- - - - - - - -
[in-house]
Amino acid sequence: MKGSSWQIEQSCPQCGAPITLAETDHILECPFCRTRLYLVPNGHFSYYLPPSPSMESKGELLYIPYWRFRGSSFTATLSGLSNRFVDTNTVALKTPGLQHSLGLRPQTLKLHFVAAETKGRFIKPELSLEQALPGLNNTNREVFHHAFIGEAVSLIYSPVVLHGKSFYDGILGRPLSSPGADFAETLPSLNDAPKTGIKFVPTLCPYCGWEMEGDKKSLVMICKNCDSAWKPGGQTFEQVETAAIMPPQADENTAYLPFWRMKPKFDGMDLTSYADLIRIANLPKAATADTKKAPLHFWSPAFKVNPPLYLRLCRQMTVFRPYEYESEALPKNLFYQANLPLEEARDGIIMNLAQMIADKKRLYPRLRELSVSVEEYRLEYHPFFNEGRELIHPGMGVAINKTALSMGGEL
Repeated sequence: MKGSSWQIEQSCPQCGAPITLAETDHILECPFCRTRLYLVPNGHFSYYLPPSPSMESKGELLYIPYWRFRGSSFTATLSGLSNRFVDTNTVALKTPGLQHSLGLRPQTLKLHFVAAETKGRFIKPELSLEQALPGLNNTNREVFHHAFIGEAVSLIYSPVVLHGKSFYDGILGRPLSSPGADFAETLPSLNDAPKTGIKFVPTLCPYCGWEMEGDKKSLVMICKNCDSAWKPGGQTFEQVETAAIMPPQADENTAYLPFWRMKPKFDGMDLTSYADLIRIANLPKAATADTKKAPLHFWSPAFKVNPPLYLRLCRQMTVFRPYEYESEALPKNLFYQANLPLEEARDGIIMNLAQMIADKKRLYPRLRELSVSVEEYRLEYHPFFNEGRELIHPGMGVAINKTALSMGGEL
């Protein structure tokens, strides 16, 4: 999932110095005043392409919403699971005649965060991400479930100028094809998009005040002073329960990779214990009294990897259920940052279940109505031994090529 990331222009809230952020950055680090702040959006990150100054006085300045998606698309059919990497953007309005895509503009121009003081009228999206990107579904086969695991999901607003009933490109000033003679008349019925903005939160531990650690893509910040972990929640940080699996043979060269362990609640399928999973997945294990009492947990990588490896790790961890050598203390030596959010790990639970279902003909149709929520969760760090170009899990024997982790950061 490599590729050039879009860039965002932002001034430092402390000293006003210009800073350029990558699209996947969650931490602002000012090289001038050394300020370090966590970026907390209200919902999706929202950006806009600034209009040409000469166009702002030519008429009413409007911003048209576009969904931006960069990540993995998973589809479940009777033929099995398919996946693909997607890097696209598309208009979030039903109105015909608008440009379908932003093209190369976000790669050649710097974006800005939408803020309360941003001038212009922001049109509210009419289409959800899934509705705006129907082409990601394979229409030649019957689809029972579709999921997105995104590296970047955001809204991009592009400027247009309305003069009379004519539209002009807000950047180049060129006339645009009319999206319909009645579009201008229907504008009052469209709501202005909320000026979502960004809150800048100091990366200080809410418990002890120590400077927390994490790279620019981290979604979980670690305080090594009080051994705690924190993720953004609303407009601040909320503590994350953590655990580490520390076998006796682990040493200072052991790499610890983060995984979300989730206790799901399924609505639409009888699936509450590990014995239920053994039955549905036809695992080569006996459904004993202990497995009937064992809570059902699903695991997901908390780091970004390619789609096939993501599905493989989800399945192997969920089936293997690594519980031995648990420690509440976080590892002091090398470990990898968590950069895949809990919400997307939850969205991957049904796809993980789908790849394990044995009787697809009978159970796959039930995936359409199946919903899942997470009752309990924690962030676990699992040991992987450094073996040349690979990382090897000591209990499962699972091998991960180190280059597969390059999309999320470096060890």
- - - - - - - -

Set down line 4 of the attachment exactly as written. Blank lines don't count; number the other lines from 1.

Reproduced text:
């Protein structure tokens, strides 16, 4: 999932110095005043392409919403699971005649965060991400479930100028094809998009005040002073329960990779214990009294990897259920940052279940109505031994090529 990331222009809230952020950055680090702040959006990150100054006085300045998606698309059919990497953007309005895509503009121009003081009228999206990107579904086969695991999901607003009933490109000033003679008349019925903005939160531990650690893509910040972990929640940080699996043979060269362990609640399928999973997945294990009492947990990588490896790790961890050598203390030596959010790990639970279902003909149709929520969760760090170009899990024997982790950061 490599590729050039879009860039965002932002001034430092402390000293006003210009800073350029990558699209996947969650931490602002000012090289001038050394300020370090966590970026907390209200919902999706929202950006806009600034209009040409000469166009702002030519008429009413409007911003048209576009969904931006960069990540993995998973589809479940009777033929099995398919996946693909997607890097696209598309208009979030039903109105015909608008440009379908932003093209190369976000790669050649710097974006800005939408803020309360941003001038212009922001049109509210009419289409959800899934509705705006129907082409990601394979229409030649019957689809029972579709999921997105995104590296970047955001809204991009592009400027247009309305003069009379004519539209002009807000950047180049060129006339645009009319999206319909009645579009201008229907504008009052469209709501202005909320000026979502960004809150800048100091990366200080809410418990002890120590400077927390994490790279620019981290979604979980670690305080090594009080051994705690924190993720953004609303407009601040909320503590994350953590655990580490520390076998006796682990040493200072052991790499610890983060995984979300989730206790799901399924609505639409009888699936509450590990014995239920053994039955549905036809695992080569006996459904004993202990497995009937064992809570059902699903695991997901908390780091970004390619789609096939993501599905493989989800399945192997969920089936293997690594519980031995648990420690509440976080590892002091090398470990990898968590950069895949809990919400997307939850969205991957049904796809993980789908790849394990044995009787697809009978159970796959039930995936359409199946919903899942997470009752309990924690962030676990699992040991992987450094073996040349690979990382090897000591209990499962699972091998991960180190280059597969390059999309999320470096060890």